“Do not repay anyone evil for evil . . . Don’t be overcome by evil but overcome evil with good.” Romans 12
I’ve been wrestling with how to respond to Charlottesville and especially to the alt-right event in my city (San Francisco) this weekend. The easy thing would be to be overcome by the evil demon of hatred for the lunatics that wave confederate flags, don riot gear, and carry weapons and shouting “Jews won’t replace us!” That’s what my lower nature wants to do, repay hate with hate, even though Jesus prohibits it. That’s the definition letting evil overcome me, i.e. come over me, seep inside me and ruin me.
Jesus said labeling people “raca” gets us into trouble with God and with one another (Matthew 5). It’s an Aramaic word that is probably best translated “empty” or “worthless.” Jon Carlson said, “When we insist that others are ‘raca,’ that others are empty and worthless because they’ve given themselves over to evil, we don’t defeat their evil. We actually endanger ourselves, feeding into the very destructive tendencies we wish to overthrow.” That’s what it means to be “overcome by evil,” when we take on their evil by hating them with the same hate with which they hate us. Continue reading →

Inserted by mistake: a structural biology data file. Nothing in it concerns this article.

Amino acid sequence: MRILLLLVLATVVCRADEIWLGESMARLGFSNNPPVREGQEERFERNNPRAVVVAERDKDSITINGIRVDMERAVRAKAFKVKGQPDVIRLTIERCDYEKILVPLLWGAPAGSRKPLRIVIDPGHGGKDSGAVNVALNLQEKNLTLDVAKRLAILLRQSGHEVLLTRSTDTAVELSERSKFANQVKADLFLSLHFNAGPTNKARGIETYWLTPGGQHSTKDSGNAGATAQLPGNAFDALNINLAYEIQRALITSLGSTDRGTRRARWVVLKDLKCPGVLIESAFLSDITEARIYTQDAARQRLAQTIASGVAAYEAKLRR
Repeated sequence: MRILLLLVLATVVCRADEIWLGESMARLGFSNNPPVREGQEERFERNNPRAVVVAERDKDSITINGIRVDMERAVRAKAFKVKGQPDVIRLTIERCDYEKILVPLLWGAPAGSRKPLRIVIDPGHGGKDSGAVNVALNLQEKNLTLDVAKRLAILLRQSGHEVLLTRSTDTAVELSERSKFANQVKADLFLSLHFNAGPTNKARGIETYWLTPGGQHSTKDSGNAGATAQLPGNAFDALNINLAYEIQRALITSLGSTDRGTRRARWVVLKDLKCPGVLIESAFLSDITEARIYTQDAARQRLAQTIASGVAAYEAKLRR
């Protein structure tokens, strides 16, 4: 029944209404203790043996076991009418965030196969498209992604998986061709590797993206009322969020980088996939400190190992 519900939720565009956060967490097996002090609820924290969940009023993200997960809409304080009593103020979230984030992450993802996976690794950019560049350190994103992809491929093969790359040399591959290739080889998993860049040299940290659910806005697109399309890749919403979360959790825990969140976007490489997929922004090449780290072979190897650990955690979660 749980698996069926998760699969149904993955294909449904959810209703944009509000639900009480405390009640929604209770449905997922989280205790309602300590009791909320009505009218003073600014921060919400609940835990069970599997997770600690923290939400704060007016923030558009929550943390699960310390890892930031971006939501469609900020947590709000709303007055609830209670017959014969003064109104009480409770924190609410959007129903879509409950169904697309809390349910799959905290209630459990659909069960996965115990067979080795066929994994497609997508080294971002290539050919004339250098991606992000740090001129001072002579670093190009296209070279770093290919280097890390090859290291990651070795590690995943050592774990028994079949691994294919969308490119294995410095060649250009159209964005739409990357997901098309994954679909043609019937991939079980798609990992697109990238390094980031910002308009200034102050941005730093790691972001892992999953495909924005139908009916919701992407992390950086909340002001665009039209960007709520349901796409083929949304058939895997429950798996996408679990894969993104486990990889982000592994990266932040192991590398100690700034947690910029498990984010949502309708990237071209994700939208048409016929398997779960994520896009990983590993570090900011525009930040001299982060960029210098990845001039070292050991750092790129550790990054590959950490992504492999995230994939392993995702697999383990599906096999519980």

If we have power, we must use it to help the powerless.
While John was preaching hot and heavy about what authentic repentance looks like, three groups of people approached him with the same operative question, “What should we do?” Okay, Messiah’s coming and God will judge the unrepentant. His ax is ready for swinging, so what do we do to escape its cut? John tailored his responses to each group a little differently.
“Don’t extort money and don’t accuse people falsely—be content with your pay.”
These mercenary soldiers likely operated as the tax collectors’ muscle in their shakedowns of helpless fellow citizens. The Greek term that John used for “extort” means “to rob with violence.” They were so discontent with their take home pay that they resorted to leg-breaking for the IRS of the day. The preacher told them to live within their means with their state-issued paycheck and refrain from manipulating the powerless for extra cash.
I warn you not to dismiss John’s word just because you’re not in the Army or an enforcer for the mob! Like the soldiers, most of us have some power of some sort over someone, and how we steward that power says more about us than our possession of the power itself. How we use our power is reflective of have truly repentant we are. Continue reading →
How To Inherit The Earth: Submitting Ourselves to a Servant Savior by Scott Bessenecker, the Associate Director for Missions for InterVarsity Christian Fellowship, is simply the best book I’ve read in years on spiritual influence. I wish I had understood and practiced the things that he unpacks in this small book about the ways of Jesus, in my early days of walking with the Lord and launching out into a life of service.